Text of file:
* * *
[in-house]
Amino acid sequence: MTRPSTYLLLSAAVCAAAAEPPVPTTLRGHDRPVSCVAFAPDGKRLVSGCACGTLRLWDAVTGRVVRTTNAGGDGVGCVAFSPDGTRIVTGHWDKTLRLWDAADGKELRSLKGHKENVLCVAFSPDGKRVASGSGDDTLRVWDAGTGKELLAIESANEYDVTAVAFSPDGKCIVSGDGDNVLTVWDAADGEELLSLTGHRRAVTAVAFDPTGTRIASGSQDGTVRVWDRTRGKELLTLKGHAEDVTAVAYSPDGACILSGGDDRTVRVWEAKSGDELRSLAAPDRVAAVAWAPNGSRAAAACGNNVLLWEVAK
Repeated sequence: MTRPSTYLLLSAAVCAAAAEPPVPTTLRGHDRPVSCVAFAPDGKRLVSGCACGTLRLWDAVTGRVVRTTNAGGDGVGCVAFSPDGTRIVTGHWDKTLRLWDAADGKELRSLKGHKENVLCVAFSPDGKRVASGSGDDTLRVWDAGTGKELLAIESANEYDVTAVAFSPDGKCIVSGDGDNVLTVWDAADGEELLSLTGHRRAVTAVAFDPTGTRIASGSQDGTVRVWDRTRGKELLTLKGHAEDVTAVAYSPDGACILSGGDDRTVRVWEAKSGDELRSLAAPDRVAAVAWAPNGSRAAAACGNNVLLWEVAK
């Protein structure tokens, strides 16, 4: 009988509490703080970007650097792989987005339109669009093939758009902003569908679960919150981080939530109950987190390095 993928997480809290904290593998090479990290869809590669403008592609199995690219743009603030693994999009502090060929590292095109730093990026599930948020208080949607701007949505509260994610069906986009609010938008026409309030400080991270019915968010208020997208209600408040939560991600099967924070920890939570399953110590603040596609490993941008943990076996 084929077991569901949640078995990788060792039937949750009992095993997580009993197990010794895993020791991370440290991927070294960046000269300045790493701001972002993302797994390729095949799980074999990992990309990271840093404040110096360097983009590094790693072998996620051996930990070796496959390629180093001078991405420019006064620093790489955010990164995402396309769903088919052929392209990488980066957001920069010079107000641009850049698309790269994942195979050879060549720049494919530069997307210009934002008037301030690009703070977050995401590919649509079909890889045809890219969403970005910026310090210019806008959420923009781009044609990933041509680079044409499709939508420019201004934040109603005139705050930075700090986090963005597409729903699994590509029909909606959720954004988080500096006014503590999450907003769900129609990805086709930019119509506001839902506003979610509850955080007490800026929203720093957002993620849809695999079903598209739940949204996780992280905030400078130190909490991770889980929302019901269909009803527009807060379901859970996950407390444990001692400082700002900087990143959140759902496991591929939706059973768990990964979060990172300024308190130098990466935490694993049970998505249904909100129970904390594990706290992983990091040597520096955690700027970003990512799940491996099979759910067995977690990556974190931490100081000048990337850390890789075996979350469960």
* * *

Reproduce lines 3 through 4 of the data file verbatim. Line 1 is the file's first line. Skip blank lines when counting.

Repeated sequence: MTRPSTYLLLSAAVCAAAAEPPVPTTLRGHDRPVSCVAFAPDGKRLVSGCACGTLRLWDAVTGRVVRTTNAGGDGVGCVAFSPDGTRIVTGHWDKTLRLWDAADGKELRSLKGHKENVLCVAFSPDGKRVASGSGDDTLRVWDAGTGKELLAIESANEYDVTAVAFSPDGKCIVSGDGDNVLTVWDAADGEELLSLTGHRRAVTAVAFDPTGTRIASGSQDGTVRVWDRTRGKELLTLKGHAEDVTAVAYSPDGACILSGGDDRTVRVWEAKSGDELRSLAAPDRVAAVAWAPNGSRAAAACGNNVLLWEVAK
């Protein structure tokens, strides 16, 4: 009988509490703080970007650097792989987005339109669009093939758009902003569908679960919150981080939530109950987190390095 993928997480809290904290593998090479990290869809590669403008592609199995690219743009603030693994999009502090060929590292095109730093990026599930948020208080949607701007949505509260994610069906986009609010938008026409309030400080991270019915968010208020997208209600408040939560991600099967924070920890939570399953110590603040596609490993941008943990076996 084929077991569901949640078995990788060792039937949750009992095993997580009993197990010794895993020791991370440290991927070294960046000269300045790493701001972002993302797994390729095949799980074999990992990309990271840093404040110096360097983009590094790693072998996620051996930990070796496959390629180093001078991405420019006064620093790489955010990164995402396309769903088919052929392209990488980066957001920069010079107000641009850049698309790269994942195979050879060549720049494919530069997307210009934002008037301030690009703070977050995401590919649509079909890889045809890219969403970005910026310090210019806008959420923009781009044609990933041509680079044409499709939508420019201004934040109603005139705050930075700090986090963005597409729903699994590509029909909606959720954004988080500096006014503590999450907003769900129609990805086709930019119509506001839902506003979610509850955080007490800026929203720093957002993620849809695999079903598209739940949204996780992280905030400078130190909490991770889980929302019901269909009803527009807060379901859970996950407390444990001692400082700002900087990143959140759902496991591929939706059973768990990964979060990172300024308190130098990466935490694993049970998505249904909100129970904390594990706290992983990091040597520096955690700027970003990512799940491996099979759910067995977690990556974190931490100081000048990337850390890789075996979350469960």